Tuesday, May 29, 2018

Last Weekend Had Us Spinning

It ended up being a pretty good weekend for Utah storm chasers with two tornadoes reported yesterday in the state, one at Strawberry Reservoir, the other near Snowville.

There were a number of good videos of the Strawberry Reservoir tornado, including the one below.

If desired, you could call this a waterspout, which is a tornado that forms over water or moves from land to water.  It would probably rate as an EF0 on the Enhanced Fujita Scale, with winds of 65-85 mph.

I haven't seen any video of the Snowville tornado, but the NWS reported that pictures to broadcast media suggested a brief touchdown with no damage or injuries.

The most impressive storm of the weekend was a mesocyclone that was observed by radar near Elko, Nevada, illustrated in the loop below.

A mesocyclone is a rotating thunderstorm and one can see the rotation in the Doppler velocity imagery above.  Note the transition from bright green to dark red over a short distance.  The bright greens are toward the radar, the dark reds are away from the radar, consistent with cyclonic (counter-clockwise) rotation.  This was a really unusual storm in that it is moving southwestward.  Most mesocyclones that I've seen in the Great Basin have been produced in southerly or southwesterly flow.

Such storms can sometimes produce tornadoes, but I did not see a report of one in the National Weather Service reports I sifted through this morning. 

I'm pleased to report that while no tornadoes were spotted at my house, we got a decent dousing of rain.  Anything this time of year is a treat and a blessing.

Saturday, May 26, 2018

Hiking Lookout Peak

I often think that one way to alleviate pressure on the Cottonwood Canyons is to better promote the recreation opportunities that exist in other areas around Salt Lake City.

With the holiday weekend upon us, we opted to hike this morning up Lookout Peak, which sits at the head of upper City Creek Canyon and is most easily accessed from Affleck Park along State Route 65.

In a previous life, I had mountain biked down the hiking route after circling into it from Big Mountain Pass.  Those were the good old days, pre-Bonneville Shoreline Trail and extensive mountain biking in the Park City area, which necessitated riding all sorts of narrow trails and avoiding face plants as we descended with hard-tail bikes with about 2 inches of front-fork travel.

Today we found ideal hiking conditions, with plenty of wildflowers.

It's about 4 miles and 2700 vertical feet to the summit, depending on where you start.  The views today were fantastic and include vistas of Little Black Mountain, Lower City Creek Canyon, and the Great Salt Lake.

Upper City Creek Canyon and Grandview Peak.

Closeup of Grandview.  This might be my next hike once the Skyline Drive is open (supposedly June 1st).  I've always thought it would make an interesting ski adventure in the spring to ride up City Creek and approach it up the canyon.

Hikers on the false summit, with the Uinta Mountains in the distance.

The central Wasatch showed off their coat of white today.  Sadly, it is going fast.

Now is really the time to hike these mid-elevation peaks.  Check out how green it is in Emigration and Parleys Canyons.

The route is not well signed and takes a little sleuthing to start.  It begins in the Affleck Park campground, which was open for camping, but gated today for access.  Thus, we parked at the Quacking Aspen Grove Historic marker and walked into the campground, finding the trail near the northern end.  After that, one ascends to the divide with Killyon Canyon, turns right (north) and works their way to the summit.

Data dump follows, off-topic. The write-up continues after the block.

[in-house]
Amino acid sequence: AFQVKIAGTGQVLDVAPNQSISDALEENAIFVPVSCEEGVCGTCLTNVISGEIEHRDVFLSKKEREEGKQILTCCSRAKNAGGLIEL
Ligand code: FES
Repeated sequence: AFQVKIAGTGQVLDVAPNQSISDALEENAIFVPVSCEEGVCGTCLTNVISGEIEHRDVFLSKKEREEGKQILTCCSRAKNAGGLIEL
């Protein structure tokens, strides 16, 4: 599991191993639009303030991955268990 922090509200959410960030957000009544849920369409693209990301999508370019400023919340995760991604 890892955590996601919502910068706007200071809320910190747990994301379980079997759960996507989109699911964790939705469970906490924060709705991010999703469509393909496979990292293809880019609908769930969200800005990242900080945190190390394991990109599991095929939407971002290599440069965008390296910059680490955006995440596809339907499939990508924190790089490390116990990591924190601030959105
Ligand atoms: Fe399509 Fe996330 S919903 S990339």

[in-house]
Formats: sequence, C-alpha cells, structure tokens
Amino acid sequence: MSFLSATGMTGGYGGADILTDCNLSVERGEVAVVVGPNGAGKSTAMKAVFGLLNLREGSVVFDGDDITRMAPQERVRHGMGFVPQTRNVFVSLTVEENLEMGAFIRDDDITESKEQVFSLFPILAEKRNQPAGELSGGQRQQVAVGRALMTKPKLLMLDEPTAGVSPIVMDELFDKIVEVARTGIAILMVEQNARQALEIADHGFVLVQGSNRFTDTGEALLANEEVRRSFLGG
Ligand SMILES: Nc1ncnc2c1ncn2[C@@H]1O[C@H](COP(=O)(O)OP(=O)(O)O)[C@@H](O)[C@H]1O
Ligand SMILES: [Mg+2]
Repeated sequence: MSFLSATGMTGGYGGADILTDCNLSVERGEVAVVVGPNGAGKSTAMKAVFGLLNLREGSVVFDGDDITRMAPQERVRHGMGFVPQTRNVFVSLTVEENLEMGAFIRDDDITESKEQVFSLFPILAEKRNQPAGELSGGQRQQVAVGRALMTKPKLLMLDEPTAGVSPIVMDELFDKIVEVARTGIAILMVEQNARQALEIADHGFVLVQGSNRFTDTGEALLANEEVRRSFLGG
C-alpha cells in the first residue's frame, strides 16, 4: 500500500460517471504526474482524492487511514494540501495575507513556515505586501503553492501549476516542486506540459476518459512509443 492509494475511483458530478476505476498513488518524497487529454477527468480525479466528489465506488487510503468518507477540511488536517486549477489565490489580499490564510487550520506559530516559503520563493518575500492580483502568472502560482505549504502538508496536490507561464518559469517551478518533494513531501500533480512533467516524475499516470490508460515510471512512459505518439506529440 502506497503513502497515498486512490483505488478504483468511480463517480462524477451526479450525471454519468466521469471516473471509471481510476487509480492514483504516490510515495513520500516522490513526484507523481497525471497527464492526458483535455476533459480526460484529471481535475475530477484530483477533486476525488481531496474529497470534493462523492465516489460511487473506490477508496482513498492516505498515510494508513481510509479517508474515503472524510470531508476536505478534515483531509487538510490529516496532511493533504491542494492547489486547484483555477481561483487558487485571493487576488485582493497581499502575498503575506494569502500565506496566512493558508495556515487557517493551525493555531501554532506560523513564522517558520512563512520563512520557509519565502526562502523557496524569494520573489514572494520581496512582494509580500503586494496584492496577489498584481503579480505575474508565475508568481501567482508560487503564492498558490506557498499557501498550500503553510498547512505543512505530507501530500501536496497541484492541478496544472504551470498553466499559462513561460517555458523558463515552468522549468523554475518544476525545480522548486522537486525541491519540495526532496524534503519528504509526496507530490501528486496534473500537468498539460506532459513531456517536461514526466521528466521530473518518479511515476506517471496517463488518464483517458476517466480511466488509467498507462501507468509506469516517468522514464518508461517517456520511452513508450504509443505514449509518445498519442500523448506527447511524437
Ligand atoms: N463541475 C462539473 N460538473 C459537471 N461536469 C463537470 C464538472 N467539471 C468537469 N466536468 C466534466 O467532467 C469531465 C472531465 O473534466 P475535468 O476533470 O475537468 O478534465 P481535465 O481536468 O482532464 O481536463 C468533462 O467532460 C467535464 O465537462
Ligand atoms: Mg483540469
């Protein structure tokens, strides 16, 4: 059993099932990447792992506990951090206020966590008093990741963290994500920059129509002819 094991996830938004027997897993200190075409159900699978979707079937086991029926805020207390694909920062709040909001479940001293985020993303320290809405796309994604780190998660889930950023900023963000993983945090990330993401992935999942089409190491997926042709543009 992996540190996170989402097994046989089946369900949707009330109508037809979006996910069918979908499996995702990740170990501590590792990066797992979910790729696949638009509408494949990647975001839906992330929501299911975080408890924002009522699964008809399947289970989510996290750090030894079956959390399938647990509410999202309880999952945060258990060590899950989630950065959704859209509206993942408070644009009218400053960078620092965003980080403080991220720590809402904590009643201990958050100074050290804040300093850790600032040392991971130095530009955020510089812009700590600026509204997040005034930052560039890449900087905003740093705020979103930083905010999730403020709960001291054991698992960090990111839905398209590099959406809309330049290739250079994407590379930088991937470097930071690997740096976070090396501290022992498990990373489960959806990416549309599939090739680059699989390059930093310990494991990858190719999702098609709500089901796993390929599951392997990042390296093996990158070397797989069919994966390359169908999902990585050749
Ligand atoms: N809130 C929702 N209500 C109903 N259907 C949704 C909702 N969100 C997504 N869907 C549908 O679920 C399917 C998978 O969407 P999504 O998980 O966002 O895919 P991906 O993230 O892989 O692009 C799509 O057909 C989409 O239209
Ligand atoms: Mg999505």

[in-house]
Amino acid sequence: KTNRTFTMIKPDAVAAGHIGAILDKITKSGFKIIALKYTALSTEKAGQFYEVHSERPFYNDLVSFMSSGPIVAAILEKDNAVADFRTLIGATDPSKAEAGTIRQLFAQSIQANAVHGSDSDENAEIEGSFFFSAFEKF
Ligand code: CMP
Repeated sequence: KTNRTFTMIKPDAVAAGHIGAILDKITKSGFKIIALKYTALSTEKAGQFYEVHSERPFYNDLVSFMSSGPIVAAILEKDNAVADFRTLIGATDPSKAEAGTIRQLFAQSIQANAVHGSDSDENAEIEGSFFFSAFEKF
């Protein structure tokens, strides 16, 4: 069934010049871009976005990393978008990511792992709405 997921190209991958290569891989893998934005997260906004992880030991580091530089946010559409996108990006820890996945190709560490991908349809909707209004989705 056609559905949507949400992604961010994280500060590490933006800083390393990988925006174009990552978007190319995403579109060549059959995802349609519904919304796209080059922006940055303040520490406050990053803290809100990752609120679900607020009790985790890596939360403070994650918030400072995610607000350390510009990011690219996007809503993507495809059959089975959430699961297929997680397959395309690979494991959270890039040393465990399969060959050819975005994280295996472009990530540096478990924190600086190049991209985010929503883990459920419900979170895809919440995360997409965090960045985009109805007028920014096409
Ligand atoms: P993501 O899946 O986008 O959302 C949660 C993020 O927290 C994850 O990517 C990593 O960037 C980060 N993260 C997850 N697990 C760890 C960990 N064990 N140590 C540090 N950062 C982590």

Enjoy while the grass is green and the heat is not too stifling.

Friday, May 25, 2018

Memorial Day Weekend Outlook

Mass exodus from northern Utah begins shortly with the annual pilgrimage to southern Utah and other environs for Memorial Day weekend.  I'm not traveling this weekend, but am taking a keen interest in the staycation forecast. 

Today looks to be a hot, dry one, but a closed low lurks over California.  This closed low will drift eastward and be located over Nevada tomorrow.  Thus, tomorrow is a transition day for Utah, with cooler air spreading in from the east.  The southeast part of the state will continue with dry, warm, windy conditions, but the western half of the state should be cooler tomorrow afternoon.  Northern Utah has a slight chance of a late day shower or thunderstorm. 

NAM 700-mb temperature (color contours), 500-mb geopotential height (black contours), 700-mb wind (barbs) and 3-hour accumulated precipitation (color fill) forecast valid 0000 UTC 27 May (1800 MDT 26 May) 2018.

The closed low drifts slowly eastward through the Memorial Day weekend.  By 1200 UTC 28 May (0600 MDT Monday), the low is centered over northwest Utah.

NAM 700-mb temperature (color contours), 500-mb geopotential height (black contours), and 3-hour accumulated precipitation (color fill) forecast valid 0000 UTC 27 May (1800 MDT 26 May) 2018.
By and large, I don't think this is a disastrous forecast for the weekend.  This is not an especially cold trough, although we will see a cooling trend through the period.  It is also not going to produce widespread rainfall, although there are going to be showers and thunderstorms (more on where in a minute) and the possibility that a persistent rainband gets going that might prove to be a real annoyance for a few hours if it sets up right over your location of interest. 

Forecasts from the SREF illustrate where precipitation is most likely for the period through 1800 UTC (Noon MDT) Monday.  Precipitation odds are lowest in southeastern Utah.  Northern Utah has higher precipitation odds, including a small number of ensemble members generating more than an inch of precipitation in a few regions. 

The plume for the Salt Lake City International Airport shows most members generating less than 0.2" of precipitation, but one member puts out 0.7".  Thus, while heavier precipitation isn't likely, it could happen if there's a strong thunderstorm or a slow moving precipitation system parks over you.